Recall how Parshat Emor is the primary source for the specific details of the special laws of Shavuot (see Vayikra 23:15‑21). That parshia discusses the special offering of the “shtei ha’lechem” – two loaves of bread, baked as “chametz” from the new wheat harvest – offered at the conclusion of the 50 days of counting [“sefirat ha’omer”].
As the primary reason for this holiday is to thank God for our wheat harvest, it certainly makes sense for the Torah to command that we offer special korban from wheat. However, together with this “shtei ha’lechem”, the Torah also instructs the “tzibur” (the community of Israel) to bring some additional sacrifices, including an olah, chatat, & shlamim.
[The Olah is 7 sheep, 2 rams, and 1 bull, together with the standard goat for the chatat offering. For the shlamim the tzibur offers 2 sheep, whose meat is waved (‘tnufa’) together with the “shtei ha’lechem”. / See 23:18-20.]
Even though similar offerings are brought on every other holiday (see Bamidbar chapters 28 thru 29), Shavuot is unique for it is only time of the year when the “tzibur” offers a korban shlamim!
Let’s summarize these two unique laws regarding the “shtei ha’lechem” – the special korban of Shavuot.
1) It is the only korban ‘mincha’ offered by the tzibur which is baked ‘chametz’ (all other flour offerings must be baked ‘matzah’).
2) It is the only time during the entire year when the “tzibur” offers a korban SHLAMIM.
We will now explain how these two laws may relate to the fact that the agricultural holiday of Shavuot coincides with the time of year when Bnei Yisrael first received the Torah.
1) CHAMETZ U’MATZAH
Matzah symbolizes the initial stage of a process, whereas the fully risen ‘chametz’ symbolizes its completion. Thus, the mitzvah to bake the shtei ha’lechem as ‘chametz’ may indicate that Matan Torah should be understood as the culmination of the redemption process which began with Yetziat Mitzrayim. Just as the “shtei ha’lechem’ marks the culmination of the wheat harvest, the staple of our physical existence – the historical process which began with the Exodus culminates with Matan Torah, the essence of our spiritual existence.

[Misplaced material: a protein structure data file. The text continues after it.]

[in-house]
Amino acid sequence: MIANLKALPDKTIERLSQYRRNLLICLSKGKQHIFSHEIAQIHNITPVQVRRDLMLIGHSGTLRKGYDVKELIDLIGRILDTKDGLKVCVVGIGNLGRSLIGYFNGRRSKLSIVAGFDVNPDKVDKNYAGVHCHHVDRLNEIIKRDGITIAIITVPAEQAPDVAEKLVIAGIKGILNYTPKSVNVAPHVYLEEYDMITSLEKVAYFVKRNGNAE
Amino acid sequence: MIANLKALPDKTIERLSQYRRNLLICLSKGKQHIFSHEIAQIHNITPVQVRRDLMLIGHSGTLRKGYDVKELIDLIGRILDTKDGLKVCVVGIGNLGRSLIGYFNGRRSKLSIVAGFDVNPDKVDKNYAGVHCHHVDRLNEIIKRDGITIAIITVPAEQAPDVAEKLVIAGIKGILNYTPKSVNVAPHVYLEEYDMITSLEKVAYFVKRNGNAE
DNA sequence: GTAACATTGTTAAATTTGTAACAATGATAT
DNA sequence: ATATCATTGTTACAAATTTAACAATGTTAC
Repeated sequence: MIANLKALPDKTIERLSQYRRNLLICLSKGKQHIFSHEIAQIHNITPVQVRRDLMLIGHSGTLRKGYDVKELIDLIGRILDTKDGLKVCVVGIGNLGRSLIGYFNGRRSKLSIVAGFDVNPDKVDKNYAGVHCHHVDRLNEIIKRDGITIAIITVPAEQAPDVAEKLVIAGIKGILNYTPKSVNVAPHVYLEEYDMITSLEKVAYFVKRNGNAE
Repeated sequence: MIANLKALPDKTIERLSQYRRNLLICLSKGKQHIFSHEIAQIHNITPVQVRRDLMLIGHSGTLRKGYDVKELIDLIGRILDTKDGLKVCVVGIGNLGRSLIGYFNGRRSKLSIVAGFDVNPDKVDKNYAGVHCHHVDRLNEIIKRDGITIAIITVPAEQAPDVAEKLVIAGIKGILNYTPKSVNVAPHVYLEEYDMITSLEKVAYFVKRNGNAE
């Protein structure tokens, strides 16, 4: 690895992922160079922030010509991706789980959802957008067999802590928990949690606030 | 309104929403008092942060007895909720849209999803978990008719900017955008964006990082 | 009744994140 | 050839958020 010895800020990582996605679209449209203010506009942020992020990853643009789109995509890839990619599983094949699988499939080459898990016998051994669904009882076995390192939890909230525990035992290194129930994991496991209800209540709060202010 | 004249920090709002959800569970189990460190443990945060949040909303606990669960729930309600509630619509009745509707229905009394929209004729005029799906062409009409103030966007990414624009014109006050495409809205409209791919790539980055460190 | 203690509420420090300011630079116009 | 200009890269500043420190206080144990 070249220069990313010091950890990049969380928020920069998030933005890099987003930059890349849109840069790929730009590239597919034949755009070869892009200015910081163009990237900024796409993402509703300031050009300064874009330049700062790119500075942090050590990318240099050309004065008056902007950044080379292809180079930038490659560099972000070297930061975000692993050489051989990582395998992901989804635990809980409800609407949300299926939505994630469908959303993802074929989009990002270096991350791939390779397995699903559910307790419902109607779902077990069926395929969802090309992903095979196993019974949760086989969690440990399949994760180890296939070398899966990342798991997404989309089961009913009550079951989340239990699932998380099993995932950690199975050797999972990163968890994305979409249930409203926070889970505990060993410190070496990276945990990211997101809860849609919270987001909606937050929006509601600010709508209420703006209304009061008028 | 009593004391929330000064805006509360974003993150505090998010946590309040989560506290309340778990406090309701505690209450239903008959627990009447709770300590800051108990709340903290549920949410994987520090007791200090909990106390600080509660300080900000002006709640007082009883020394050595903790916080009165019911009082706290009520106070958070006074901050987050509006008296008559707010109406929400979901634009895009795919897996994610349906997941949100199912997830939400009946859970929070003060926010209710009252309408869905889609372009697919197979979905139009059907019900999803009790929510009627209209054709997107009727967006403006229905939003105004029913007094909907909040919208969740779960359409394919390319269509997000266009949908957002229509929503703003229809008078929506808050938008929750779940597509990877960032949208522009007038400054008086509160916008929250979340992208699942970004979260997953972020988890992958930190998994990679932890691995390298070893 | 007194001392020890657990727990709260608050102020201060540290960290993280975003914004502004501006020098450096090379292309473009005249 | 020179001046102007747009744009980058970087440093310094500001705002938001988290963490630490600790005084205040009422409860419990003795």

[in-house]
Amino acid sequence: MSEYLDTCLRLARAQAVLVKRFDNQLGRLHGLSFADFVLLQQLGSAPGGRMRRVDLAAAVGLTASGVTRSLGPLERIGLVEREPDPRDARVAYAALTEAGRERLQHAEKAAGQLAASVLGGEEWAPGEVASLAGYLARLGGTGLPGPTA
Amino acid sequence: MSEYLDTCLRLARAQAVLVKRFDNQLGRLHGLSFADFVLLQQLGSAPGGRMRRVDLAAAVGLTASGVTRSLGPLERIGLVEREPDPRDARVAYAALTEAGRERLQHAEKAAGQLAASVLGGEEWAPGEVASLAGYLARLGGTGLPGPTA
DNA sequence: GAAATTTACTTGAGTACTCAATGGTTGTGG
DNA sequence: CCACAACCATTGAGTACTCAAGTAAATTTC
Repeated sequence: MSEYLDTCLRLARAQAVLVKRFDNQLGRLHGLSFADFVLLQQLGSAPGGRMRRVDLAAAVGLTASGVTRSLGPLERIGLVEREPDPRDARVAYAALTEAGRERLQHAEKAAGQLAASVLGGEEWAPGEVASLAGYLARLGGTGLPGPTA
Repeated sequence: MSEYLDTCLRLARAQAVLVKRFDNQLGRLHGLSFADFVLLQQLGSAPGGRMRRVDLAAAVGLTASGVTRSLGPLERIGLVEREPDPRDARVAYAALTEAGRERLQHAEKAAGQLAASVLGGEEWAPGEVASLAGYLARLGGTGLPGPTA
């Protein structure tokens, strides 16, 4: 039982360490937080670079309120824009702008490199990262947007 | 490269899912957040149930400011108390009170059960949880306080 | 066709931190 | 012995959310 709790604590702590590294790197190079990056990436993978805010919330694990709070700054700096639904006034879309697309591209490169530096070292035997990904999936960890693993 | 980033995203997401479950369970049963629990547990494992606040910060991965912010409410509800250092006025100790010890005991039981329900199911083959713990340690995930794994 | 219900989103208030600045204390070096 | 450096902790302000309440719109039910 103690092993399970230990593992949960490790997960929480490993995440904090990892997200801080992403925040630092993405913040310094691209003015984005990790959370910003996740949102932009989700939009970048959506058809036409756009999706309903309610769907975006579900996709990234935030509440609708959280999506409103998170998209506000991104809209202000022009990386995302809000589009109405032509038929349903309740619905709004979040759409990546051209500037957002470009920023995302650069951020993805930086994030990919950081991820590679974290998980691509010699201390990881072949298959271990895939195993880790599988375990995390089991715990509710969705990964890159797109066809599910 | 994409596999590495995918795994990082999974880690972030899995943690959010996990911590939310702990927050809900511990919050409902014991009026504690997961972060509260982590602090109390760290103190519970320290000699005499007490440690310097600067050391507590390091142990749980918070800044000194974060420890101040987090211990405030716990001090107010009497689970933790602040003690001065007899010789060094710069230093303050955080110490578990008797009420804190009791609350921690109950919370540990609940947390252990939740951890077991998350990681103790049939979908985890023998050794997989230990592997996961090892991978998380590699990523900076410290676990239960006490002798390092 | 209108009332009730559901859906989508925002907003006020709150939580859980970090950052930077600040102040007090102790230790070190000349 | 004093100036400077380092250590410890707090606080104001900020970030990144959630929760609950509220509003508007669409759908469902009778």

In this manner, the agricultural time of year of Shavuot alludes to an educational message that can help us appreciate the historical event that we commemorate.
2) KORBAN SHLAMIM
As we noted above, Shavuot is the ONLY holiday when the “tzibur” must offer a korban SHLAMIM, i.e. the two kvasim which are offered with the SHTEI ha’LECHEM.
To appreciate why this is significant, we must uncover its Biblical precedent.
The FIRST instance where we find a korban SHLAMIM is at the end of Parshat Mishpatim (Shmot 24:4‑8) when the Torah describes the special covenantal ceremony that takes place at Ma’amad Har Sinai. At this ceremony, Bnei Yisrael proclaim “na’aseh v’nishma” while entering into a covenant to become God’s special nation by accepting the laws of Matan Torah.
That ceremony included the offering of special korbanot: OLOT and SHLAMIM (see Shmot 24:5). The blood from these korbanot, sprinkled both on the mizbayach and on the people, symbolized Bnei Yisrael’s entry into the covenant (24:6‑8). [The meat of the shlamim was eaten at the conclusion of the ceremony (24:11).]
Thus we find that the very first korban SHLAMIM is offered as a symbol of Bnei Yisrael’s acceptance of MATAN TORAH. Recall our explanation (see shiur on Parshat Vayikra) of how a SHLAMIM reflects a joint feast shared by covenantal partners. Therefore, the korban SHLAMIM, which is presented together with the SHTEI ha’LECHEM on Shavuot, may serve a symbolic reminder of MATAN TORAH.
In fact, we find two additional instances in Chumash when Bnei Yisrael offer a special collective SHLAMIM offering – and once again, both relate to Ma’amad Har Sinai:
- A) During the YOM ha’SHMINI ceremony (see Vayikra 9:1-5)
- B) On Har Eival, when the generation that enters the land re-enacts Ma’amad Har Sinai and studies its laws! [see Devarim 27:1-8]
1) In many ways, “Yom ha’Shmini”- the day of the dedication ceremony of the Mishkan – can be considered as an extension of Ma’amad Har Sinai. Considering that God’s SHCHINA, which had left Bnei Yisrael in the aftermath of chet ha’egel, now returns to the Mishkan, and God begins once again to teach Bnei Yisrael itzvoth – now from the Ohel Moed instead of from Har Sinai – we can view this event as parallel to the day of MATAN TORAH.
Furthermore, this day marks the first time that God appears to Bnei Yisrael (see 9:4-5) since He appeared to them on the day when they first proclaimed “na’aseh v’nishma” (see 24:9-11).
Once again, the korban SHLAMIM offered during this ceremony may reflect the re-establishment of the covenant of Har Sinai, which was broken due to chet ha’egel.
2) The purpose of the ceremony which God commands Bnei Yisrael to perform on Har Eival (to teach Bnei Yisrael the Torah and offer korbanot OLOT & SHLAMIM) is clearly to re-create the experience of MATAN TORAH for the new generation (for most of them were not present at the original event). Here once again, we find a thematic connection between the korban SHLAMIM and MATAN TORAH.
Therefore, it is only logical to assume that special korban SHLAMIM that the Torah obligates us to offer with the SHTEI ha’LECHEM on Shavuot alludes to the deeper thematic connection between SHAVUOT and MATAN TORAH.
If so, these Biblical ‘hints’ remind us that Shavuot remains as “ZMAN MATAN TORATEINU”, even according to Chumash.